Top TV Writers Talk How to Work on Successful TV Shows
Went to a panel sponsored by The Scriptwriters’ Network on Saturday. Call that my force social interaction for the week. The speakers were Glen Mazzara of The Walking Dead, Dan O’Shannon of Modern Family, Alex Cary of Homeland, Janet Tamaro of Rizzoli & Isles, Vanessa Taylor of Game of Thrones & Matt Nix of Burn Notice. As you can tell, some hefty names in there.
They started with the usual grab bag of “How I Broke in Stories.” I appreciate these to a certain extent, but the thing that nearly all of the stories boil down to is: Know Someone.
They knew someone, They met someone at a party, such and so introduced them to their agent. It’s not easy. You have to network. So, circle this, star it, bookmark it, whatever. If you want to write for television, somewhere, somehow, you’re going to have to know someone in or around the industry. What this translates to is: get to Los Angeles. I’m not poo-pooing your dreams and maybe there are exceptions, but look deep inside yourself and decide whether or not you’re Katniss Everdeen and even she had sponsors. Peeta had to know someone to get a leg up (oh! A leg up! Snap!)
Enough with the Hunger Games references. What other wisdom did I take away from the experience?
You have to write. A lot.
You have to get used to rejection. Janet Tamaro, as a female showrunner, asked the men on the panel what the male equivalent to “bitch” was. Interestingly, the joking answer was “success.” And all the panelists were kinda like, “well…yeah.”
But let’s be honest:
Perhaps the biggest thing they hit on was Voice. (Yes, so big I capitalized it)
It’s weird, Voice. Sometimes, I feel like I don’t have a Voice. No, not sometimes. All the time. What is my Voice? How am I different? How can I be different while proving that I can also be the same?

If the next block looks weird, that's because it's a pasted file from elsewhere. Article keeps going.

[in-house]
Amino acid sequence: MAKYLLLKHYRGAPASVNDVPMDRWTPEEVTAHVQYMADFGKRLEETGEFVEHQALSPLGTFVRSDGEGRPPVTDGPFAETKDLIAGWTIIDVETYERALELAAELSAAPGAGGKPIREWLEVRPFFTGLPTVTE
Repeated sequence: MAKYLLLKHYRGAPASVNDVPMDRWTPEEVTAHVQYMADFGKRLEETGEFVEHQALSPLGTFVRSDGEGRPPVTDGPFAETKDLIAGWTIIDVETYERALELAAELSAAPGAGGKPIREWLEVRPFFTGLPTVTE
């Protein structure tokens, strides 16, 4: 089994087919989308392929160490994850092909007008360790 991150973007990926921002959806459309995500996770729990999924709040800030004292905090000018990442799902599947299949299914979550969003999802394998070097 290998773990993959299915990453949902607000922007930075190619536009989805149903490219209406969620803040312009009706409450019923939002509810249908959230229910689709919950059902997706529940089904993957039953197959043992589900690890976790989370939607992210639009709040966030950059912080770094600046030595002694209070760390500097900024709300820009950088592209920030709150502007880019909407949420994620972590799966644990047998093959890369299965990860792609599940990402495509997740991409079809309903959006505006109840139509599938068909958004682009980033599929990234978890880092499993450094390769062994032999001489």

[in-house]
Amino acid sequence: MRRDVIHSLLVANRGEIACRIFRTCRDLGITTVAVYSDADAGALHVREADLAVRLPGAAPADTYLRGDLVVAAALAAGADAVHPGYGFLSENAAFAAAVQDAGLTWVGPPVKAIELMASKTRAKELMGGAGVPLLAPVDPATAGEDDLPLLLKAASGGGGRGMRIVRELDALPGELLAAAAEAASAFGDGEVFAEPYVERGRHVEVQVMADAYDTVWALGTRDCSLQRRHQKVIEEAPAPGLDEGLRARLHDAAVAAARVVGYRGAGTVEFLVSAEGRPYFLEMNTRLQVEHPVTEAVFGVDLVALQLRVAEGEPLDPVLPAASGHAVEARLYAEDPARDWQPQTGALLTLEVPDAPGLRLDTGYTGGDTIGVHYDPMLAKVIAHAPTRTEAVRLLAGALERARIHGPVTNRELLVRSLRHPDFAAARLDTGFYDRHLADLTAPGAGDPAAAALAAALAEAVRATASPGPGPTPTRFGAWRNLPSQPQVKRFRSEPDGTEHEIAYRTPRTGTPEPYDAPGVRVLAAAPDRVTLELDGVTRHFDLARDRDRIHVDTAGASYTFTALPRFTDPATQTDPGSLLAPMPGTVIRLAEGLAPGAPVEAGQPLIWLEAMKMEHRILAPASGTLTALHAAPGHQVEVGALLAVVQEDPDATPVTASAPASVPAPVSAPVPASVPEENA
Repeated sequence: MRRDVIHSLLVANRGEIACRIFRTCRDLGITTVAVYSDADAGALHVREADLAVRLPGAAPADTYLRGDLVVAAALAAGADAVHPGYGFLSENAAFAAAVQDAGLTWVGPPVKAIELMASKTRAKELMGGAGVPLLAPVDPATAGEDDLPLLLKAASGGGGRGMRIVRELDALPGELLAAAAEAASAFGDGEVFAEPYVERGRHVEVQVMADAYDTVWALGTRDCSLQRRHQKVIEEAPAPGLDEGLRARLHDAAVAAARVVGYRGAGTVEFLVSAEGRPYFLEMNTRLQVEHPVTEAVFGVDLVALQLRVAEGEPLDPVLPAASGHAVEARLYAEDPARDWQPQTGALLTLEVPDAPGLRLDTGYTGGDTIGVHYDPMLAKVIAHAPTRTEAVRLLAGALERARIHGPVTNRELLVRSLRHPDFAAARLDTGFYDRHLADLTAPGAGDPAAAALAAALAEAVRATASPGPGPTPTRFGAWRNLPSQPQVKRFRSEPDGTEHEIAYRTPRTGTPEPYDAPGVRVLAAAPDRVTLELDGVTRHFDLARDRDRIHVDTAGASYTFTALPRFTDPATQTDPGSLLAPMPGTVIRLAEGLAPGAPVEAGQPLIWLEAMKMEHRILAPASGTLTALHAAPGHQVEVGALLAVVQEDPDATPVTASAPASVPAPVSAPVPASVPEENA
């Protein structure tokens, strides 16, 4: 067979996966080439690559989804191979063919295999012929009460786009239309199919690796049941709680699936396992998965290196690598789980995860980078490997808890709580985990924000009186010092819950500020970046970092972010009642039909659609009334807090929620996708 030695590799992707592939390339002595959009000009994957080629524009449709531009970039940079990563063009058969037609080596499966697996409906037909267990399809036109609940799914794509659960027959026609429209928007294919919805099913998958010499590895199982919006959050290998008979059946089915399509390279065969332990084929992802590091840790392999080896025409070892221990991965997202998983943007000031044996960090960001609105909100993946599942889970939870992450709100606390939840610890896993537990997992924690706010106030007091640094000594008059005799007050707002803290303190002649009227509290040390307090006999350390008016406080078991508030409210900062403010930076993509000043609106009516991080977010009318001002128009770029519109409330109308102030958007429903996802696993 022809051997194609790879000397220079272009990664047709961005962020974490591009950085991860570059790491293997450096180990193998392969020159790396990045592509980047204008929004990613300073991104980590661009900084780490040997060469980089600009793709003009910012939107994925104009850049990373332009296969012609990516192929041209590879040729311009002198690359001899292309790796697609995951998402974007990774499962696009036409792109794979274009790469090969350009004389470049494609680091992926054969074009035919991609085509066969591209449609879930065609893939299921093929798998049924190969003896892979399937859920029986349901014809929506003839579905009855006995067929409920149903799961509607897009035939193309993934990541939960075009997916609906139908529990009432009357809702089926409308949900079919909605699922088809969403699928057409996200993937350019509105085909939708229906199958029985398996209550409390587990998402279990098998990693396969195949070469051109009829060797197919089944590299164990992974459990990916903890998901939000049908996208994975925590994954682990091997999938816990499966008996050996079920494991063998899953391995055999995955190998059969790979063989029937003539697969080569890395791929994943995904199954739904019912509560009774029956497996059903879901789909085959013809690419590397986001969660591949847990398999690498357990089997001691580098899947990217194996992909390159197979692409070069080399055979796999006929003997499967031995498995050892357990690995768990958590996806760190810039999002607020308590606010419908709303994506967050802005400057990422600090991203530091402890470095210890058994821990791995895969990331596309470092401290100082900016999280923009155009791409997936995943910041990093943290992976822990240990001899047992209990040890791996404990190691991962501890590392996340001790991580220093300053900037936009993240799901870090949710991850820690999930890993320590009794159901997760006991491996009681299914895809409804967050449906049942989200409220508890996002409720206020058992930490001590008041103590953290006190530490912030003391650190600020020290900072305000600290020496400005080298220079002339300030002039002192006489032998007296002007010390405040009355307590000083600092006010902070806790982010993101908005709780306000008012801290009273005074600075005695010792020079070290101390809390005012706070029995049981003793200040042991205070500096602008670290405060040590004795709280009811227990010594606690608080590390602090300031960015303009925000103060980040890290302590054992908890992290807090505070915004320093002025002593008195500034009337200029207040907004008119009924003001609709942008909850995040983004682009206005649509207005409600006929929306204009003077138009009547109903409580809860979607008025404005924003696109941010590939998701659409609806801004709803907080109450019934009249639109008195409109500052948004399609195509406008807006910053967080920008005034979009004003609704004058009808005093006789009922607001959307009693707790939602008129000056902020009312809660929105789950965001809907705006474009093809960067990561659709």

This comes on the tail end of me pitching something in class that I probably shouldn’t have. I started the pilot writing class on Tuesday, a class that will end with a group of actors reading my pilot on stage. This is an awesome opportunity, to see what someone will do with my work. And, I pitched my half-baked idea. I had my ready to go idea. And I pitched my half-baked idea.
My heart’s in it. I love my half-baked idea. But my brain started berating me. I’m not ready to write this. Which makes it, perhaps, the perfect time to start writing it. It’s like I snuck up on this idea in the jungle and surprised it into submission. Hopefully, I can wrestle it to the ground before it gets its legs underneath it.
Well, once again, I’ve turned this blog around and made it all about me.
I guess what you really need to know is that nobody knows what they’re doing. And also no one can really tell you what to do. We’re all firing in the dark. Some people have flashlights, but when they hand them over, they don’t always work correctly.
Last note: Dan O’Shannon wrote a book about some of his comedy experiences called What Are You Laughing At? If you’ve read it, let me know what you thought. I will probably take a look at it and throw a review up here. I suppose I should get back to being “smartly droll*” about books.
* A friend of mine said I was smart droll so I’m stealing it. Welcome to the world of writing.